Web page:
Farm Ireland
Independent.ie

Thursday 19 April 2018

Comment: Skies foretell of Brexit storms ahead - but there's no dampening of spirits

Almost 300,000 people flock to the Ploughing Championships, an event that has grown to be the largest agricultural show in Europe. Picture: PA
Almost 300,000 people flock to the Ploughing Championships, an event that has grown to be the largest agricultural show in Europe. Picture: PA
Margaret Donnelly

Margaret Donnelly

Despite rubbish broadband, the threat of Brexit and recent flooding, rural Ireland has showed itself once again to be incredibly resilient.

So, when the heavens opened over Tullamore on the second day of the Ploughing this year, and there was some whispered talk that maybe the event would be called off midway, it was this resilience that came into play at the largest 'pop-up' festival in Ireland.

The electricity went from numerous stands while flood water seeped into others, and many people who'd arrived to the rural phenomenon that is the National Ploughing Championships took it as a sign from the gods to go home, damp but happy.

The Ploughing is a funny phenomenon. It's the biggest event in the farming calendar, both for the hundreds of thousands of people who visit it, and commercially. Politicians cannot afford to miss it, regardless of whether there is an election on the horizon, and commercial companies have embraced it in recent years with bigger and brasher stands doling out free samples of everything from cheese to religious medals.

On top of that, almost 300,000 people flock to this event that has grown to be the largest agricultural show in Europe.

The event has become so big in recent years that it now makes logistical sense to keep it on the one site for at least one year and the current assumption is that it will remain on the Tullamore site for three years.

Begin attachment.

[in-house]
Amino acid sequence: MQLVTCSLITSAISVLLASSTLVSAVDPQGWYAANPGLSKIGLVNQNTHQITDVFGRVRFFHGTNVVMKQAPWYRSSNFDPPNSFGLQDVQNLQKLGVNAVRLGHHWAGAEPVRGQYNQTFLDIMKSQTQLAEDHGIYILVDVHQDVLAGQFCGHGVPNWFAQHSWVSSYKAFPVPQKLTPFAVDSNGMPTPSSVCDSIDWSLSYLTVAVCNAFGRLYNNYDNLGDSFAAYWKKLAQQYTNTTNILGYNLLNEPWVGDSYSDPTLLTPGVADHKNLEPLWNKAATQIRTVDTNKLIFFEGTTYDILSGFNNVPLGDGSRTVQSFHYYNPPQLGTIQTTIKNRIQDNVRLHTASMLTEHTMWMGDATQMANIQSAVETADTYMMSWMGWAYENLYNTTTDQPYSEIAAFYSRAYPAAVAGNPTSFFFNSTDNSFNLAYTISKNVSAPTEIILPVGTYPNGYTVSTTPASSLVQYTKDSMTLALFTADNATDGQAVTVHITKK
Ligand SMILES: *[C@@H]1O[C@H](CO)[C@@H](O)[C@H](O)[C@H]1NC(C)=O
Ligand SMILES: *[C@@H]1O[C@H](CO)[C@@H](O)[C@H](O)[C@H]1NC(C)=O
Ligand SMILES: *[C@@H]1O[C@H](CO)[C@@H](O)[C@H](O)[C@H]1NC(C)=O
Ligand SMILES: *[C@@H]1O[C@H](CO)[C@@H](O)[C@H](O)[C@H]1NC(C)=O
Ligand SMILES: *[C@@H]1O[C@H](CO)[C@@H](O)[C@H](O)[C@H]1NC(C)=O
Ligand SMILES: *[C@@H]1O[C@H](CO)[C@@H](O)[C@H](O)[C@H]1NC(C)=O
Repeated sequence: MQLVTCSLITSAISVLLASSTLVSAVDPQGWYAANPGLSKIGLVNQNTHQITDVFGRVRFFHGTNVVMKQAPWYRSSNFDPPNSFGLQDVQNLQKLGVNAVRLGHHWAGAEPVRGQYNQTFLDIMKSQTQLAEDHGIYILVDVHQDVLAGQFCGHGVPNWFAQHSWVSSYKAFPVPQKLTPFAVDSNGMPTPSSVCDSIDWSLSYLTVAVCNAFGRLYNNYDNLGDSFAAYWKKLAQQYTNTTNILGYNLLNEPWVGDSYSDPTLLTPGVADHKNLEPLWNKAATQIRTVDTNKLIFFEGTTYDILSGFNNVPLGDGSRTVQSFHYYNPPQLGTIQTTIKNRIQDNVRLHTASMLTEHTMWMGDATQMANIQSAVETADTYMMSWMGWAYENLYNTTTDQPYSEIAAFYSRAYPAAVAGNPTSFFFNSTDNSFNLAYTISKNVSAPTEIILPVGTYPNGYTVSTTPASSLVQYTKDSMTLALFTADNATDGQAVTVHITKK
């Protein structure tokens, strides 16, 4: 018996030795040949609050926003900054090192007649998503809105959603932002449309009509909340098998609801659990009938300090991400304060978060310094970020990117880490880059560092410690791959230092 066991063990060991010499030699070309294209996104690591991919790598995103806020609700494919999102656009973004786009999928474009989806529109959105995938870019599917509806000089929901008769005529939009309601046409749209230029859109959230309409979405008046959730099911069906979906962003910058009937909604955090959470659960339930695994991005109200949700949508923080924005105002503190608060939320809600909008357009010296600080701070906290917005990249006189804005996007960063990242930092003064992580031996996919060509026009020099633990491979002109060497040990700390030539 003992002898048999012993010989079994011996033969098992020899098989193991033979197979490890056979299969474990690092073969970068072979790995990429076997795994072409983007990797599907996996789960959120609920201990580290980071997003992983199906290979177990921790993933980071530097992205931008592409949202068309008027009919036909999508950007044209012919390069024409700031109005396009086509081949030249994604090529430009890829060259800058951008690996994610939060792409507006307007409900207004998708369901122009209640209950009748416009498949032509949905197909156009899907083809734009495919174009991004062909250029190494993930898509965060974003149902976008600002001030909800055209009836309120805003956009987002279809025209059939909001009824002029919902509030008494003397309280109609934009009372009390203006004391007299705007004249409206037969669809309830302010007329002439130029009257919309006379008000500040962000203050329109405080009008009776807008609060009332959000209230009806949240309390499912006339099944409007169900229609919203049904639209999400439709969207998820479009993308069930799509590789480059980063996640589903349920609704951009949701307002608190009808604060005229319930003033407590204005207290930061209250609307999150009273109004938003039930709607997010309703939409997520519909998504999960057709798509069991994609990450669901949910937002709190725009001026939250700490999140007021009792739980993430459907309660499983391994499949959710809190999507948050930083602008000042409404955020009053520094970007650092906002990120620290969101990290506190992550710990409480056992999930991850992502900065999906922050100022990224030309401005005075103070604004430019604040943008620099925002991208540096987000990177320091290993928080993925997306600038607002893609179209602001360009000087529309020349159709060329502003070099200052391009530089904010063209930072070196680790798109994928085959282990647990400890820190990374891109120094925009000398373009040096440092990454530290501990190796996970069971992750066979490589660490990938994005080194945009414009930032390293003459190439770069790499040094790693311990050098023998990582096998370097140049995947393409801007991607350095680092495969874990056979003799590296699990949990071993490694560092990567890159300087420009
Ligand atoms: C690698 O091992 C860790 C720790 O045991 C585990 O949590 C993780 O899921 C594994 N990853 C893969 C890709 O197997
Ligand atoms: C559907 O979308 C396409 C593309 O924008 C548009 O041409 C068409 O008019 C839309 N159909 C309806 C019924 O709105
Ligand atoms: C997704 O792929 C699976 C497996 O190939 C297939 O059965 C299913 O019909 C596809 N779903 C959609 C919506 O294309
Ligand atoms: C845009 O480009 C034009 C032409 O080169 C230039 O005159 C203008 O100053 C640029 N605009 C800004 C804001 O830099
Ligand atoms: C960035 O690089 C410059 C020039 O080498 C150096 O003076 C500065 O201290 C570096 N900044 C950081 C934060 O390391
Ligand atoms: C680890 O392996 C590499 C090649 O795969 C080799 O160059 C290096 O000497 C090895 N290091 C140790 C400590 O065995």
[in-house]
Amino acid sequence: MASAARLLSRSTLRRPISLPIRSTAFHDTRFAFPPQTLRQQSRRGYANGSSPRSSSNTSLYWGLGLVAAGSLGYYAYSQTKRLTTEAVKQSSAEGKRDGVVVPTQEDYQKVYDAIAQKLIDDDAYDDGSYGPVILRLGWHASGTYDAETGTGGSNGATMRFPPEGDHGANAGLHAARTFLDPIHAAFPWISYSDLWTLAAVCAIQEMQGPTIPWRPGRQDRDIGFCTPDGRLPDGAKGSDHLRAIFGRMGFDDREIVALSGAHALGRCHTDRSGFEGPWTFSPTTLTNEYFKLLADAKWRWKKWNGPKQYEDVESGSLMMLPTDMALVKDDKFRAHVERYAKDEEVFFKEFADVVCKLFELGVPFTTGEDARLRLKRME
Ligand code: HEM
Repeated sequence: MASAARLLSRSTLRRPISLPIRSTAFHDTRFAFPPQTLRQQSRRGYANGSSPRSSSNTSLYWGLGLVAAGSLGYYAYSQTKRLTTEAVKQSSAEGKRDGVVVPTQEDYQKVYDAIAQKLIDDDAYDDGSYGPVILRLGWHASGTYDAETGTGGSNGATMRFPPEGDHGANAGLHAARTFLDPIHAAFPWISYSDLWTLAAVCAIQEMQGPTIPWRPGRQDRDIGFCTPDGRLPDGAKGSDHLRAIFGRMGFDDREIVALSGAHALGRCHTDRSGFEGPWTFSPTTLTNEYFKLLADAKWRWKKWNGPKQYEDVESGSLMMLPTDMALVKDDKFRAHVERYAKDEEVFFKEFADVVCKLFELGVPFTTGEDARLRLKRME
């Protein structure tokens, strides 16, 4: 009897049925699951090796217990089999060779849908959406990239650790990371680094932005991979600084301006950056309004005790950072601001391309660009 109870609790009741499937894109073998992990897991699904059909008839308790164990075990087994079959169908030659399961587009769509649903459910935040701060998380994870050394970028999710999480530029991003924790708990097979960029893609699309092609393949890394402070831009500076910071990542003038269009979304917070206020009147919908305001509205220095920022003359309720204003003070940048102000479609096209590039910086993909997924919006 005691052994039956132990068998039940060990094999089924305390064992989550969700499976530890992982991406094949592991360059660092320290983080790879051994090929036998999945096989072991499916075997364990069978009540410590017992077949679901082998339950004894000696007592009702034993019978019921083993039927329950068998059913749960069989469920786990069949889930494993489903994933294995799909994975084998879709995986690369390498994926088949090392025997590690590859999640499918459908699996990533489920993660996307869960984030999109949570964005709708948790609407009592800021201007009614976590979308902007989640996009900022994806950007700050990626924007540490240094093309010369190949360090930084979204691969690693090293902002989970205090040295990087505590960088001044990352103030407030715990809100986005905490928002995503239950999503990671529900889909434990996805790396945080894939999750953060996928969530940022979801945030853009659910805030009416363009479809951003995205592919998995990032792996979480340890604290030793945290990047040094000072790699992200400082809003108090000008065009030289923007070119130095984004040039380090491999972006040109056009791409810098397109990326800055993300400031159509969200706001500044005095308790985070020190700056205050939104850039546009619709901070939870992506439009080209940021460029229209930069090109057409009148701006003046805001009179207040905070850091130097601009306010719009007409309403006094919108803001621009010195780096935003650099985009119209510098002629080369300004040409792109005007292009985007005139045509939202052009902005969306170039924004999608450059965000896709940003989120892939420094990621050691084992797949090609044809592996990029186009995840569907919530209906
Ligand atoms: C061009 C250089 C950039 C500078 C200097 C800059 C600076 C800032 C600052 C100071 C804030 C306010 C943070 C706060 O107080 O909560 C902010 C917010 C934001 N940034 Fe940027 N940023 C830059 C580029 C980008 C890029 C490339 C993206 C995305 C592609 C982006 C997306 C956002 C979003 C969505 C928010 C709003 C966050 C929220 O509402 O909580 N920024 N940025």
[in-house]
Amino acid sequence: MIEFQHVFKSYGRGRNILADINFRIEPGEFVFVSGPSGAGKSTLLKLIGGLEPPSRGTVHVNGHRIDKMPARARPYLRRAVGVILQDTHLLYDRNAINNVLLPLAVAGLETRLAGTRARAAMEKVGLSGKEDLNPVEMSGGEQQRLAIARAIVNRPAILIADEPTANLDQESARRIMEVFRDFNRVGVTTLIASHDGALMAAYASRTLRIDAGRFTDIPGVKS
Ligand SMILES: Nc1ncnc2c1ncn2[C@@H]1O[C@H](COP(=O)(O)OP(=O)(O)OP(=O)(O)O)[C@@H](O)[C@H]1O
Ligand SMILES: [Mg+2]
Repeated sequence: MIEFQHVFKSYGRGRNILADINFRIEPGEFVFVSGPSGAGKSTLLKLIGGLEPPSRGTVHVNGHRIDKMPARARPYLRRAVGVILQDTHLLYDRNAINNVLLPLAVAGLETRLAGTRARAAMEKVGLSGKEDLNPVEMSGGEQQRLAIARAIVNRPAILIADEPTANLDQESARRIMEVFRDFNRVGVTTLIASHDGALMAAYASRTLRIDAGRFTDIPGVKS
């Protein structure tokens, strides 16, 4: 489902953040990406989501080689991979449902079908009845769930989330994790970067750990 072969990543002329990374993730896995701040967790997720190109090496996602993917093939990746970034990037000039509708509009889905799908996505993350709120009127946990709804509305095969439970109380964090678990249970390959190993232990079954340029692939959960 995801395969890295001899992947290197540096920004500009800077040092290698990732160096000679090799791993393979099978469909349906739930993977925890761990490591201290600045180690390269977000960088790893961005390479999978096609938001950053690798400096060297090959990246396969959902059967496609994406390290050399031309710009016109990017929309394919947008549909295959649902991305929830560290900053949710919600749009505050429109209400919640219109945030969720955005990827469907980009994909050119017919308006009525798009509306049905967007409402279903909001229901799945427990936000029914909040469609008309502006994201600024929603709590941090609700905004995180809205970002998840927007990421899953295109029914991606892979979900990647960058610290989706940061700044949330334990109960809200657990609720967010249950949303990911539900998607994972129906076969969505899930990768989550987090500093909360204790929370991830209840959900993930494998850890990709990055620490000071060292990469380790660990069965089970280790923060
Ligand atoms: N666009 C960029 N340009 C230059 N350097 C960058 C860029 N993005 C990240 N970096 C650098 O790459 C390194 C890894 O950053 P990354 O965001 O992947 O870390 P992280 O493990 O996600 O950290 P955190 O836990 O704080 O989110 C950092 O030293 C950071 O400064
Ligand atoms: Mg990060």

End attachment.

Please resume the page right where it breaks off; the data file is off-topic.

Yet few people outside those living in rural Ireland have any real idea what it is. In fact, most people who go to the Ploughing don't ever get to see any of the actual ploughing, where farmers compete to plough the best drill in Irish soil.

Visitors are, instead, all consumed with the 'pop-up' town that grows on the site in the preceding weeks, home to 1,700 exhibitors.

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And despite the flooding on the second day, it didn't deter a massive crowd visiting on Thursday as clearly no amount of Met Éireann warnings and flooding footage was going to prevent the people of rural Ireland enjoying themselves on a day out they'd planned for weeks in advance.

So, under the looming threat to Irish farming from Brexit, there is no doubt that the three-event allows farmers and rural Ireland an opportunity to enjoy themselves and forget about all the negatives that hang over them.

Any visitor can ask the price of the shiny machinery on show and know they can't afford a €60,000 mini tractor, but it's nice to dream - while knowing you can still afford a few new hurleys for the kids.

They will go home happy with a bag stuffed full of leaflets for agricultural machinery, political parties, and Cúl Heroes trading cards.

Even our new Dublin-born and bred Taoiseach thought it worthwhile to get his wellies muddy for a few hours while he mingled with the thousands of rural Ireland dwellers. It has been claimed that he may not fully understand the intricacies of the Common Agricultural Policy, on which rural Ireland is so dependent.

But at least he showed he's prepared to come and let the people remind him how important the Ireland outside the M50 really is.

Because it is hugely important. Agriculture was the shining light during the recession, keeping the country afloat and now that it's battling with poor prices, the people who live in rural Ireland are prepared to wade through flood waters and get on with life.

But while the Ploughing brings €35m into the local area, it too needs to keep a check on itself. When a local taxi driver is looking for €240 to make a 24km run to the site three times, you know things are getting a little crazy. So, before it prices itself out of business, the Ploughing needs to ensure that it remains sustainable as a family festival, not just an event for big farmers and even bigger businesses.

For now, though, farming families can put on their wellies for the more mundane chores - and unwind after a whirlwind few days.


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